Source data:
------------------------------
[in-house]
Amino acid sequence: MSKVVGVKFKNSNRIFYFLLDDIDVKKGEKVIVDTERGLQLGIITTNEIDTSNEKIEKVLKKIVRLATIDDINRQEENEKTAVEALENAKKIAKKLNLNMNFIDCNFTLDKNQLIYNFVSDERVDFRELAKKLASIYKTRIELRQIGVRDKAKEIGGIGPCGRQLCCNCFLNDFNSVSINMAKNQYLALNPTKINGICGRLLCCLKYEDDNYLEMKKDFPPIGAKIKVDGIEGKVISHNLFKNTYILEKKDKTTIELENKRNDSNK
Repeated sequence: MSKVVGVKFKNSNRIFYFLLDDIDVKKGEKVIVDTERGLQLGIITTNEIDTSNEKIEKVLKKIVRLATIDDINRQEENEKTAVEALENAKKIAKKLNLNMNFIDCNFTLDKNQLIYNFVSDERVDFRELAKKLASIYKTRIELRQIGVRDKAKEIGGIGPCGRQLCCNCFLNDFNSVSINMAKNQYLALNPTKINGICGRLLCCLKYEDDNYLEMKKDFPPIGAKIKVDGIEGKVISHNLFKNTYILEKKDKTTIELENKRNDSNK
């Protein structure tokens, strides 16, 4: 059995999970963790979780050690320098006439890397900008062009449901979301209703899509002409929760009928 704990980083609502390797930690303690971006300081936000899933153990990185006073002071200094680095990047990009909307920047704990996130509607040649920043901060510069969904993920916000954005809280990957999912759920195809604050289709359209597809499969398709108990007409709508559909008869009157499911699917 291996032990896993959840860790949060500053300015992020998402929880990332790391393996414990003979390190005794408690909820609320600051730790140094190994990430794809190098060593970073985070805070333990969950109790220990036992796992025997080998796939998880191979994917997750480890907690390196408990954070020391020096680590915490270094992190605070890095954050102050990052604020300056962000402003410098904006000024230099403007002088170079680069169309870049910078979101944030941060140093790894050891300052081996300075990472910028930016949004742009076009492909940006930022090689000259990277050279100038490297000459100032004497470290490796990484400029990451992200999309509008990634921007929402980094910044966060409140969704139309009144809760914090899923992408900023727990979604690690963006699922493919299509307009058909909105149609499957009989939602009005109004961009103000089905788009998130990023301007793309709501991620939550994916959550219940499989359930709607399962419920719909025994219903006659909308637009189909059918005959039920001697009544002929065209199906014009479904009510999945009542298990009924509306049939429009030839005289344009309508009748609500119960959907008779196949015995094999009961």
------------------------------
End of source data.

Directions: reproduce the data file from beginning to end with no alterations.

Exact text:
[in-house]
Amino acid sequence: MSKVVGVKFKNSNRIFYFLLDDIDVKKGEKVIVDTERGLQLGIITTNEIDTSNEKIEKVLKKIVRLATIDDINRQEENEKTAVEALENAKKIAKKLNLNMNFIDCNFTLDKNQLIYNFVSDERVDFRELAKKLASIYKTRIELRQIGVRDKAKEIGGIGPCGRQLCCNCFLNDFNSVSINMAKNQYLALNPTKINGICGRLLCCLKYEDDNYLEMKKDFPPIGAKIKVDGIEGKVISHNLFKNTYILEKKDKTTIELENKRNDSNK
Repeated sequence: MSKVVGVKFKNSNRIFYFLLDDIDVKKGEKVIVDTERGLQLGIITTNEIDTSNEKIEKVLKKIVRLATIDDINRQEENEKTAVEALENAKKIAKKLNLNMNFIDCNFTLDKNQLIYNFVSDERVDFRELAKKLASIYKTRIELRQIGVRDKAKEIGGIGPCGRQLCCNCFLNDFNSVSINMAKNQYLALNPTKINGICGRLLCCLKYEDDNYLEMKKDFPPIGAKIKVDGIEGKVISHNLFKNTYILEKKDKTTIELENKRNDSNK
């Protein structure tokens, strides 16, 4: 059995999970963790979780050690320098006439890397900008062009449901979301209703899509002409929760009928 704990980083609502390797930690303690971006300081936000899933153990990185006073002071200094680095990047990009909307920047704990996130509607040649920043901060510069969904993920916000954005809280990957999912759920195809604050289709359209597809499969398709108990007409709508559909008869009157499911699917 291996032990896993959840860790949060500053300015992020998402929880990332790391393996414990003979390190005794408690909820609320600051730790140094190994990430794809190098060593970073985070805070333990969950109790220990036992796992025997080998796939998880191979994917997750480890907690390196408990954070020391020096680590915490270094992190605070890095954050102050990052604020300056962000402003410098904006000024230099403007002088170079680069169309870049910078979101944030941060140093790894050891300052081996300075990472910028930016949004742009076009492909940006930022090689000259990277050279100038490297000459100032004497470290490796990484400029990451992200999309509008990634921007929402980094910044966060409140969704139309009144809760914090899923992408900023727990979604690690963006699922493919299509307009058909909105149609499957009989939602009005109004961009103000089905788009998130990023301007793309709501991620939550994916959550219940499989359930709607399962419920719909025994219903006659909308637009189909059918005959039920001697009544002929065209199906014009479904009510999945009542298990009924509306049939429009030839005289344009309508009748609500119960959907008779196949015995094999009961």